Chinese naval threats have grown by leaps and bounds during the past decade. No class of surface warship has demonstrated this newfound naval might more than the modern Luyang III–class guided-missile destroyers, also known as the Type 052D, which began entering service in 2014.
These air-defense destroyers are fitted with the four-panel Type 346A (NATO reporting name: Dragon Eye) multifunction phased-array radar system, which is combined with a 64-cell missile vertical launching system (VLS) to offer long-range area air-defense, modern antiship, and—potentially—land-attack cruise-missile capabilities.
The VLS launchers are fitted in two 32-cell sets, one forward of the helicopter hangar and a second aft of the 5.1-inch gun. Carried inside is a reported mix of HHQ-9 surface-to-air (SAM), YJ-18 antiship cruise (ASCM), and CY-5 antisubmarine missiles.
The HHQ-9 SAM is a naval variant of the Chinese HQ-9, which itself is derived from Russia’s land-based S-300/SA-10 SAM system. Maximum engagement range estimates for the HHQ-9 vary widely across publications, from as little as 55 nautical miles (nm) for early variants to 108 nm, the reported range of the more advanced HHQ-9B variant carried by the Type 052D.
Antiship capabilities are provided by the YJ-18 ASCM, with a range of 290 nm and what is believed to be a 661-pound high-explosive warhead. The CY-5 anti-submarine rocket (AsRoc) system can carry a short-range acoustic-homing torpedo. Additional antisubmarine capabilities are provided by an aft helicopter hangar and landing deck for a single Z-9 maritime helicopter, which is a license-built version of the Eurocopter AS-365 helicopter used by the U.S. Coast Guard under the HH-65 Dolphin designation.
Some reports indicate that these warships also may be fitted with two sets of three torpedo tubes for very-short-range antisubmarine defense. An HHQ-10/ FL-3000N 24-round SAM launcher, similar in appearance to the U.S. Navy’s Mk 49 rolling airframe missile launcher, is installed atop the helicopter hangar to provide point defense out to a maximum range of 5 nm. Last-ditch air defense is provided by chaff/flare launchers to stern and a 30-mm Gatling gun close-in weapons system forward of the bridge. A single 130-mm/5.1-inch gun capable of firing projectiles as far as 16 nm is carried forward.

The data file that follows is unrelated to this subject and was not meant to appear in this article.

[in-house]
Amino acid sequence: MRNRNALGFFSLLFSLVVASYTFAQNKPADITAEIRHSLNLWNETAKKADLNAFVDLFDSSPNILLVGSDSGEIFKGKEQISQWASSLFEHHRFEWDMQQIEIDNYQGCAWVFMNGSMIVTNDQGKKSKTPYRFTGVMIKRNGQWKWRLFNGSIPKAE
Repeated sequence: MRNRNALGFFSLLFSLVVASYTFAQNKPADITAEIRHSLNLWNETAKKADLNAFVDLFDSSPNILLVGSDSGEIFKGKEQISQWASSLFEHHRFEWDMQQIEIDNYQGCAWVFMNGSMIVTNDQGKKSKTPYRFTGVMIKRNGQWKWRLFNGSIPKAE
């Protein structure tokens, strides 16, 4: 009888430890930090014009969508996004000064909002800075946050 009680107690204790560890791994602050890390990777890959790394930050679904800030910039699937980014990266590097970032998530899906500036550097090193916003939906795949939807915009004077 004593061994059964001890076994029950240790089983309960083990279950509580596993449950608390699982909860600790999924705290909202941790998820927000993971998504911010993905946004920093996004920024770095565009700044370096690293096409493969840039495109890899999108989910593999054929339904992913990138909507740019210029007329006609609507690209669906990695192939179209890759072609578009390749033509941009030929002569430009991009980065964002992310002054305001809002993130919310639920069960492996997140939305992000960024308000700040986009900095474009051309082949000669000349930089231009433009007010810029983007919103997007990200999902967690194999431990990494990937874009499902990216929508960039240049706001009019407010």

The Luyang III destroyers can trace their lineage back to the single-hull Luhai-class (Type 051B) destroyer named Shenzhen, which first entered service in 1999. The Shenzhen was followed by two Luyang I–class (Type 052B) destroyers commissioned in 2004. Construction then shifted to the Luzhou (Type 051C) and Luyang II (Type 052C) destroyer classes, which were built on the same hull design as the Luyang I class. The Luyang II (Type 052C), fitted with a phased-array radar and 48-cell vertical-launch system, is considered to be the first Chinese surface combatant possessing true air-defense capability. These warships then evolved modestly into the 7,500-ton Type 052D.
The People’s Liberation Army Navy reportedly has 20 Type 052Ds in active service or being fitted out, including the Hefei (pennant 174, pictured) in service since late 2015, and Taiyuan (pennant number 131), which was commissioned in December 2018.